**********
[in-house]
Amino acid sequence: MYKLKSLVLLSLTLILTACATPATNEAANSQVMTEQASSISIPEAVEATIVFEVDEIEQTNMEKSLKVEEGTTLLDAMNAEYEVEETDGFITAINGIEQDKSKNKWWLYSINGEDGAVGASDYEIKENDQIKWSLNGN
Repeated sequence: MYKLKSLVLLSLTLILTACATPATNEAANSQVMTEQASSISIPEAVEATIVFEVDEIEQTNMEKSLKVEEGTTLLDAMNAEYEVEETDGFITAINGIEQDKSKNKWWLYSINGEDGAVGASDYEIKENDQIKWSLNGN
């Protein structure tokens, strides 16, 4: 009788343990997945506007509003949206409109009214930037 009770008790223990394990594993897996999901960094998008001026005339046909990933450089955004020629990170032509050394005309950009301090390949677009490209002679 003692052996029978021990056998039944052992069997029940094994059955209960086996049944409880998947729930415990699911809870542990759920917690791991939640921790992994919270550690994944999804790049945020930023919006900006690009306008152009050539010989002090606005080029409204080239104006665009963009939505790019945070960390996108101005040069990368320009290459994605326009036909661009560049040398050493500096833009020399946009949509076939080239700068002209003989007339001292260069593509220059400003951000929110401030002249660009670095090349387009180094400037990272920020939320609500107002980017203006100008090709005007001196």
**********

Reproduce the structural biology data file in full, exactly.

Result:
[in-house]
Amino acid sequence: MYKLKSLVLLSLTLILTACATPATNEAANSQVMTEQASSISIPEAVEATIVFEVDEIEQTNMEKSLKVEEGTTLLDAMNAEYEVEETDGFITAINGIEQDKSKNKWWLYSINGEDGAVGASDYEIKENDQIKWSLNGN
Repeated sequence: MYKLKSLVLLSLTLILTACATPATNEAANSQVMTEQASSISIPEAVEATIVFEVDEIEQTNMEKSLKVEEGTTLLDAMNAEYEVEETDGFITAINGIEQDKSKNKWWLYSINGEDGAVGASDYEIKENDQIKWSLNGN
């Protein structure tokens, strides 16, 4: 009788343990997945506007509003949206409109009214930037 009770008790223990394990594993897996999901960094998008001026005339046909990933450089955004020629990170032509050394005309950009301090390949677009490209002679 003692052996029978021990056998039944052992069997029940094994059955209960086996049944409880998947729930415990699911809870542990759920917690791991939640921790992994919270550690994944999804790049945020930023919006900006690009306008152009050539010989002090606005080029409204080239104006665009963009939505790019945070960390996108101005040069990368320009290459994605326009036909661009560049040398050493500096833009020399946009949509076939080239700068002209003989007339001292260069593509220059400003951000929110401030002249660009670095090349387009180094400037990272920020939320609500107002980017203006100008090709005007001196």